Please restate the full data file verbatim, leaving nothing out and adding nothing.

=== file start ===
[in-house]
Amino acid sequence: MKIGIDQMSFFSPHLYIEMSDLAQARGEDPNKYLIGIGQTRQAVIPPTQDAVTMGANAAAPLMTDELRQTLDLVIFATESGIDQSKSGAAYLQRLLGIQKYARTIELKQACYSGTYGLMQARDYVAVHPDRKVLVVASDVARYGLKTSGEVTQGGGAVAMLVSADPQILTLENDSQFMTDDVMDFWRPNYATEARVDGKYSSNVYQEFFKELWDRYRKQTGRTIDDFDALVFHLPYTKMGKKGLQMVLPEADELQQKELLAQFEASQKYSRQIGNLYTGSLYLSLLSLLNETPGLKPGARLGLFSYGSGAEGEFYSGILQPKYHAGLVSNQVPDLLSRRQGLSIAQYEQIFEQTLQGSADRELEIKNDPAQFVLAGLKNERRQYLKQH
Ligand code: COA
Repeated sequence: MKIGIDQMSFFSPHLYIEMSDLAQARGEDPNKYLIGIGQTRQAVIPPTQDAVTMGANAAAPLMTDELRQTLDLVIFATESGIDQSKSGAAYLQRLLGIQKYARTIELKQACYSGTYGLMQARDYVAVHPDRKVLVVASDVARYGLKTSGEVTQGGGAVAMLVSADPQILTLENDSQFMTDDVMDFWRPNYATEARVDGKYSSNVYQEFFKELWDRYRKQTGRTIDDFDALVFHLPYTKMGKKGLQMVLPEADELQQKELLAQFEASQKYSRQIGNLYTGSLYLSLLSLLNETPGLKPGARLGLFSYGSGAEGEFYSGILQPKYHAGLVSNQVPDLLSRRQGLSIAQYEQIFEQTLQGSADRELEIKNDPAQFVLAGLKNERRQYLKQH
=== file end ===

[in-house]
Amino acid sequence: MKIGIDQMSFFSPHLYIEMSDLAQARGEDPNKYLIGIGQTRQAVIPPTQDAVTMGANAAAPLMTDELRQTLDLVIFATESGIDQSKSGAAYLQRLLGIQKYARTIELKQACYSGTYGLMQARDYVAVHPDRKVLVVASDVARYGLKTSGEVTQGGGAVAMLVSADPQILTLENDSQFMTDDVMDFWRPNYATEARVDGKYSSNVYQEFFKELWDRYRKQTGRTIDDFDALVFHLPYTKMGKKGLQMVLPEADELQQKELLAQFEASQKYSRQIGNLYTGSLYLSLLSLLNETPGLKPGARLGLFSYGSGAEGEFYSGILQPKYHAGLVSNQVPDLLSRRQGLSIAQYEQIFEQTLQGSADRELEIKNDPAQFVLAGLKNERRQYLKQH
Ligand code: COA
Repeated sequence: MKIGIDQMSFFSPHLYIEMSDLAQARGEDPNKYLIGIGQTRQAVIPPTQDAVTMGANAAAPLMTDELRQTLDLVIFATESGIDQSKSGAAYLQRLLGIQKYARTIELKQACYSGTYGLMQARDYVAVHPDRKVLVVASDVARYGLKTSGEVTQGGGAVAMLVSADPQILTLENDSQFMTDDVMDFWRPNYATEARVDGKYSSNVYQEFFKELWDRYRKQTGRTIDDFDALVFHLPYTKMGKKGLQMVLPEADELQQKELLAQFEASQKYSRQIGNLYTGSLYLSLLSLLNETPGLKPGARLGLFSYGSGAEGEFYSGILQPKYHAGLVSNQVPDLLSRRQGLSIAQYEQIFEQTLQGSADRELEIKNDPAQFVLAGLKNERRQYLKQH